Not Pulling Strings

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They say “don’t judge a book by it’s cover”. That’s a hard thing to do. As soon as we see a cover we form in our minds a picture of what the book is likely to be like.

From the outside Joseph O’Connor’s Not Pulling Strings looks to be quite a dry, academic description of his subject. The subtitle: ‘Application of Neuro-Linguistic Programming to Teaching and Learning Music’ merely confirms that this is what the book will be like.

If you thought this you would, like me, be very, very wrong.

Contained inside is a collection of some of the most pertinent and useful thoughts around practice that I have come across. There is admittedly some discussion of wider NLP issues but these are always done with care and made clear, straightforward and relevant for musicians.

As an example, there is a lot of content about left brain/right brain. That might be interesting in and of itself. What takes this book above others on the subject is the relevance for musicians. O’Connor explains how we can identify our own predilection and adapt our language and teaching styles to suit.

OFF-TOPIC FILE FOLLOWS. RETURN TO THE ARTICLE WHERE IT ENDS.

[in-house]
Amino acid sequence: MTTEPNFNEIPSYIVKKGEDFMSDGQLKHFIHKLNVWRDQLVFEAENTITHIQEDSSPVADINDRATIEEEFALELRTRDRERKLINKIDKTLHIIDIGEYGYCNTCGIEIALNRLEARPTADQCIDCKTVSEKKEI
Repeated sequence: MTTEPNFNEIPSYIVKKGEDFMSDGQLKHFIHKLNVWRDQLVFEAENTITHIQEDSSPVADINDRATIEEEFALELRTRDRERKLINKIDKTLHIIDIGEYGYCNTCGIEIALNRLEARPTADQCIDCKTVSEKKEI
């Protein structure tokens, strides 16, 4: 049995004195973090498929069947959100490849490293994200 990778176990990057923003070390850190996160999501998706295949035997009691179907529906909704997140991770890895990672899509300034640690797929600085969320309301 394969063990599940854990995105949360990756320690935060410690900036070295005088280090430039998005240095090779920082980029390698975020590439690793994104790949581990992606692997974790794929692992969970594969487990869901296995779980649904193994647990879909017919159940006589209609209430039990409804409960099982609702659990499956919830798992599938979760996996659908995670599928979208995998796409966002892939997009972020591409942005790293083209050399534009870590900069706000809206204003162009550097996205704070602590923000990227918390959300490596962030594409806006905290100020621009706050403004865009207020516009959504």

Memorisation and mental rehearsal is given extensive coverage. O’Connor is obviously and supporter of using the mind on it’s own without an instrument to aid our musical development. He goes on to discuss visualisation but interestingly does not put as much weight on this as others have done. Instead he comes down more on the side of thinking and awareness. This could just be a question of semantics but given the focus devoted previously in the book to language usage it probably isn’t. It does however serve as a reminder to other authors to be careful and clear in choice of language.

I was pleased to see lots of information specifically related to practice. Especially gratifying to read were the sections on overteaching, negative practice and, especially, permission to be wrong. O’Connor concurs with my own held beliefs that practice should be enjoyable and that fear of mistakes is detrimental to this.

Thoughts on student knowledge and understanding also shed some new light on the teaching process. Students like to please their teacher and so will ‘guess’ answers more often than they should. Sometimes they guess right and the teacher believes the student understands. O’Connor argues that guesses are of no value as they cover up true understanding – I’m inclined to agree.

Overall this is an excellent book, clearly written and directly applicable to the practice that you do everyday. It has definitely found it’s way into my top 10 books on practice and I would thoroughly recommend it to all musicians.

Not Pulling Strings: Application of Neuro-Linguistic Programming to Teaching and Learning Music by Joseph O’Connor, (1987, Kahn & Averill, ISBN: 978-0951215507) is available from:[amazon asin=0951215507&template=htp price]

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